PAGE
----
The program is pretty simple, you can set up different activities and the program will open any software you need automatically, stop unwanted programs from running or close unrelated apps while you work, and block access to any distracting websites you may be tempted to visit, too.
Obviously it’s only as effective as the user behind it, and you can easily stop if you’re fiending for that Facebook fix, but adding that extra layer is often enough to keep me on track.
Layne Norton’s Low Carb Protein Brownies
While on the topic of over-consumption, I feel it’s a good time to admit I’ve probably crushed at least six batches of Layne Norton’s low-carb brownies since discovering Protein Pow(d)er a few weeks ago. I haven’t ventured through too many of the other recipes, but the site is definitely worth checking out. I won’t look at protein powder the same way again.
Instant, excess muscle
To round out the excess, here’s an account of a 40 year-old bodybuilder (using ‘builder’ loosely here) who, frustrated in his quest for excessive muscle mass, turned to site-specific injections of sesame oil to pump up his biceps.
I guess in some sense it worked in that he managed to build an amorphous blob of a bicep that measured 70 cm (27″). On top of barely resembling muscle, what’s worse is that it sticks out like a sore thumb as his arms are ridiculously disproportionate to the rest of his physique. In actuality, he failed miserably as this looks nothing like muscle , and obviously required medical treatment to rid his biceps of the oil-filled cysts and resultant necrotic tissue.
What’s the lesson learned? It takes time, dedication, and most importantly WORK to build a muscular physique. Site-specific injections of oils like Synthol will never get you the muscle you want.
Dumbbells at last!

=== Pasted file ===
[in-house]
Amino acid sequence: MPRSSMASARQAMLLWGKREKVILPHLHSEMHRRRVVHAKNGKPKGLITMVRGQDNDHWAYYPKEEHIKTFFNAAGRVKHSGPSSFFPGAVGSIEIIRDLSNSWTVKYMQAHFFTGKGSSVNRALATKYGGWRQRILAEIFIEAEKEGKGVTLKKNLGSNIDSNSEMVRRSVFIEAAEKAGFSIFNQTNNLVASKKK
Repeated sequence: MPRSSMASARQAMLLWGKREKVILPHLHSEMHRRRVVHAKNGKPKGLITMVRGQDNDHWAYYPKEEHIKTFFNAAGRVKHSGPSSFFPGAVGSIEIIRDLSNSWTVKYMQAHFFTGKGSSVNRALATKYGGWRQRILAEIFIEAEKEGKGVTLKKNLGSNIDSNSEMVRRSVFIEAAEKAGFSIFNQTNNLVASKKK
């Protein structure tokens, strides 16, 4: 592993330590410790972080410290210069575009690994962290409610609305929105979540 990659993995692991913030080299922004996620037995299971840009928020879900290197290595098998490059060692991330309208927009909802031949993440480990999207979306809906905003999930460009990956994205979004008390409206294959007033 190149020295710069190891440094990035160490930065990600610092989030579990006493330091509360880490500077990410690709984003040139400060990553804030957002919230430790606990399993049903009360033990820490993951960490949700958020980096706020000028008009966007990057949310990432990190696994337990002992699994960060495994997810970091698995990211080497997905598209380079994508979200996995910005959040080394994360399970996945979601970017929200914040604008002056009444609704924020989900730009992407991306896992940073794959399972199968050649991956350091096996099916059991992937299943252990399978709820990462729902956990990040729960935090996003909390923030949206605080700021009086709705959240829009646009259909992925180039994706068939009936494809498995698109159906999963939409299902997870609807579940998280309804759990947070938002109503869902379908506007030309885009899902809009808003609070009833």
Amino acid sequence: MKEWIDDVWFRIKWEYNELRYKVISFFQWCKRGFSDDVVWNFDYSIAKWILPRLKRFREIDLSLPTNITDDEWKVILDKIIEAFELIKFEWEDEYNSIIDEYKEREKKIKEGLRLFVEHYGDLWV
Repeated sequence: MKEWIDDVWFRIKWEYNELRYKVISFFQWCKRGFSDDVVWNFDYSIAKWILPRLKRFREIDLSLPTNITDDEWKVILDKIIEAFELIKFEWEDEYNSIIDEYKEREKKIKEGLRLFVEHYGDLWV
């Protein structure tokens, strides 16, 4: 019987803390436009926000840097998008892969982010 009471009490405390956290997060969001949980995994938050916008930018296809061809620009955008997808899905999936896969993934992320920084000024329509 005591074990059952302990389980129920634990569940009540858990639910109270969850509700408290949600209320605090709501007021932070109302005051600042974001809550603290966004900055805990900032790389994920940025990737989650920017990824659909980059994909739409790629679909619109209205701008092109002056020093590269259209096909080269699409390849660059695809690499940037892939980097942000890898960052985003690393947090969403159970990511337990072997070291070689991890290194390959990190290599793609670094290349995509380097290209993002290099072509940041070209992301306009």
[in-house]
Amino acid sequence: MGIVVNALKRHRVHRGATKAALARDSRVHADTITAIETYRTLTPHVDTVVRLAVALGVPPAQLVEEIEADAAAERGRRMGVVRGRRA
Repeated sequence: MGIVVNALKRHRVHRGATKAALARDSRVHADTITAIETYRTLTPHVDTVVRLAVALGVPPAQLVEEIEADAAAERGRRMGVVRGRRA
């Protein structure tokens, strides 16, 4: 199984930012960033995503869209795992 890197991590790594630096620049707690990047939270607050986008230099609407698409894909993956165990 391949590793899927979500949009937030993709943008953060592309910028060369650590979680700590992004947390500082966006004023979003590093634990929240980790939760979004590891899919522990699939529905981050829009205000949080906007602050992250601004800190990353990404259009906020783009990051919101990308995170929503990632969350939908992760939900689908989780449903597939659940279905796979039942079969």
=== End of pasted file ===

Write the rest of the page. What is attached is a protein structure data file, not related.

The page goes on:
After dodging some nasty Toronto traffic last night, I finally managed to pick up our new Powerblock dumbbells for the home ‘office’. Being a bit of a purist when it comes to my equipment I didn’t think I’d ever end up with something like this in the gym, but here’s how the decision went down:
I opened negotiations with my wife with the Watson ‘Animal Pro’ dumbbells. Think oversized handles, shiny metal, and unforunately a $20,000 price tag. After seeing Nadine’s reluctance with my intial offer, I countered with what I felt was a fair comproise, a single 135 lb (minimum weight), shot loaded monster bell from Slaters Hardware. Again shot down, my better-half prevailed and we finally arrived at a reasonable ‘compromise’ of the Powerblock U-90 set to 125lbs. Easier on the wallet than my other options, 2.5 lb loading increments, but most importantly a compact footprint. This small form factor is a major plus as the home gym comes in at a fairly compact 310 sq ft, so space is at a premium.
The only drawbacks I see is that they aren’t quite the same as a metal dumbbell (nothing beats the real thing), and you have to be a little more careful setting them down than you would with a conventional dumbbell. I’m not saying I go all Branch Warren on my equipment, but I’ve been told that I am a bit of a rough player.